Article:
$(CONFIGURATION_BUILD_DIR)/WhereIsMyPhone.app/WhereIsMyPhone

where "WhereIsMyPhone" is the name of the application you're unit testing. As with the Mac setup, this step lets the testing target link against the application (the ApplicationTests target doesn't include the original source files and we don't want linker errors when compiling). Unlike the Mac setup, we don't need to set the "Unit Testing→Test Host" (since we can't run using the build-time step).

On the build configuration, also add APPLICATION_TESTS to the "GCC 4.2 - Preprocessing→Preprocessor Macros". This will let us flag certain tests for running in the ApplicationTests bundle but not the LogicTests.

It'd be nice to use the OCMock framework but the iPhone doesn't allow dynamic linking. Instead we need to take the OCMock source code from, OCMock on GitHub, take the non-test-related files and add them directly to both unit testing targets' "Compile Sources" phases. To get it to compile for the iPhone you'll need to replace isEqualTo: in OCMConstraint.m with isEqual:, the import of <objc/objc-runtime.h> in OCPartialMockObject.m with <objc/runtime.h> and the typeof in OCMArg.h with __typeof.

To ensure that the compiler will find the OCMock headers you will also need to add $SRCROOT (non-recursive) to the Project Settings ("Project→Edit Project Settings") under "Build→Search Paths→Header Search Paths" (for all Configurations).

Debugging setup for the ApplicationTests target

To run the application tests, we need to make a copy of the original iPhone application's target (Right Click→Duplicate) — give it a name like "WhereIsMyPhoneTesting" to distinguish from the original "WhereIsMyPhone" target.

Separate targets again: You will need to keep the duplicate in sync with the original. This means that all source files and resources added to the application should also be added to the testing target.

With all these separate targets, it's worth noting that you don't need to add to each target separately — when you're adding a new file to the project, you are normally given the list of targets and you select the checkboxes for the appropriate targets all at once. Don't add test files to the application and don't add application files to the ApplicationTests target and everything will work.

Drag the ApplicationTests target onto this duplicate (to make the duplicate dependent on the application testing bundle). Also drag the application testing bundle (in the Group Tree under Products named ApplicationTests.octest) to the new "WhereIsMyPhoneTesting" target's "Copy Bundle Resources" phase.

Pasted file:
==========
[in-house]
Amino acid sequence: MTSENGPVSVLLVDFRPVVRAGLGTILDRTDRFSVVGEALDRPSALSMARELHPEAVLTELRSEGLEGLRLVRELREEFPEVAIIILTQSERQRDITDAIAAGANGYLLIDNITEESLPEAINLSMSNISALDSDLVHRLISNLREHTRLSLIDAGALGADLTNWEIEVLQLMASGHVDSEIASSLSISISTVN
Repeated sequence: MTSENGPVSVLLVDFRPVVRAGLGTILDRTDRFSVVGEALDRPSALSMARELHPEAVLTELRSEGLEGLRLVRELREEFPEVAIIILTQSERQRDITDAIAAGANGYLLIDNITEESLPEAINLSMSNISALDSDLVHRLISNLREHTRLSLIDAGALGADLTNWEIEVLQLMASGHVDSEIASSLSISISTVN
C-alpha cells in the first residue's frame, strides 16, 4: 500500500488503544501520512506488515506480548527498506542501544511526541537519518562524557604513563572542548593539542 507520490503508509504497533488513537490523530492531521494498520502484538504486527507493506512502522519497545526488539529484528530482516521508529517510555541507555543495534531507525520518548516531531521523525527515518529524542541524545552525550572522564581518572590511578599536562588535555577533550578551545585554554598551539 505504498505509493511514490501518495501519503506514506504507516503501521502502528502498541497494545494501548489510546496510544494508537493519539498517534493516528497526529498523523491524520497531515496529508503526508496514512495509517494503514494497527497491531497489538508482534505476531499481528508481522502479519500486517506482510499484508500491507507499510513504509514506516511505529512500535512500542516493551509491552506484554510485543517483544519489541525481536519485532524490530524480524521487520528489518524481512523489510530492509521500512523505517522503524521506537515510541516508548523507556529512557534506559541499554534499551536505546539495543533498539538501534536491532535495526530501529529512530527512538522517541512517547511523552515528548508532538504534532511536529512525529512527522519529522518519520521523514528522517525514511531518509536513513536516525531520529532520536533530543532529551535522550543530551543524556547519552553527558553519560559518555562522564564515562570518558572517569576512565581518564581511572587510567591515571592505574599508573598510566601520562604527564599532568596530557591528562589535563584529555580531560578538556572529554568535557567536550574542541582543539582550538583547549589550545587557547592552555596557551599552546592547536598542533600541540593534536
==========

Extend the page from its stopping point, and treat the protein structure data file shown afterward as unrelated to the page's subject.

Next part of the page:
Finally, in the settings for the "WhereIsMyPhoneTesting" target, for all Configurations set the "Build→Packaging→Product Name" to something distinct from the original target (e.g. change "WhereIsMyPhone" to "WhereIsMyPhoneTesting").

iPhone application tests only work on the device.
To run the iPhone's application unit tests, you must build and install onto a device. They will not load in the simulator. Yes, this is annoying. Please request simulator support for Application Tests in future iPhone SDK releases if this bothers you.

To set breakpoints and interactively debug, you'll need to build the WhereIsMyPhoneTesting target before running the WhereIsMyPhoneTesting executable on your device. If the project contains the custom executable (from the LogicTests setup below) you may need to set the project's Executable (from the "Project→Set Active Exectuable..." menu) to WhereIsMyPhoneTesting manually.

Debugging setup for the LogicTests target

For the logic tests, we don't create another target but we do need to create a custom executable ("Project→New Custom Executable...") named "DebugLogicTests" or similar with a path relative to the Current SDK of:

Developer/usr/bin/otest

This is Apple's test harness and will handle the work of running the LogicTests bundle headlessly in the iPhone Simulator.

You also need to set the Arguments and Environment for this executable to work. Double click the DebugLogicTests item in the Executables section of the Group Tree and edit the Arguments tab to look like this:

debuglogictests.png
Warning: order of arguments is important (the "-SenTest Self" must be first).

Note: If you're in a hurry, the DLYD_ROOT_PATH and DYLD_FORCE_FLAT_NAMESPACE are normally enough to get it running. The rest relate to minor configuration points that you may want or need eventually but which aren't critical — however, they may cause unexpected runtime behavior if missing.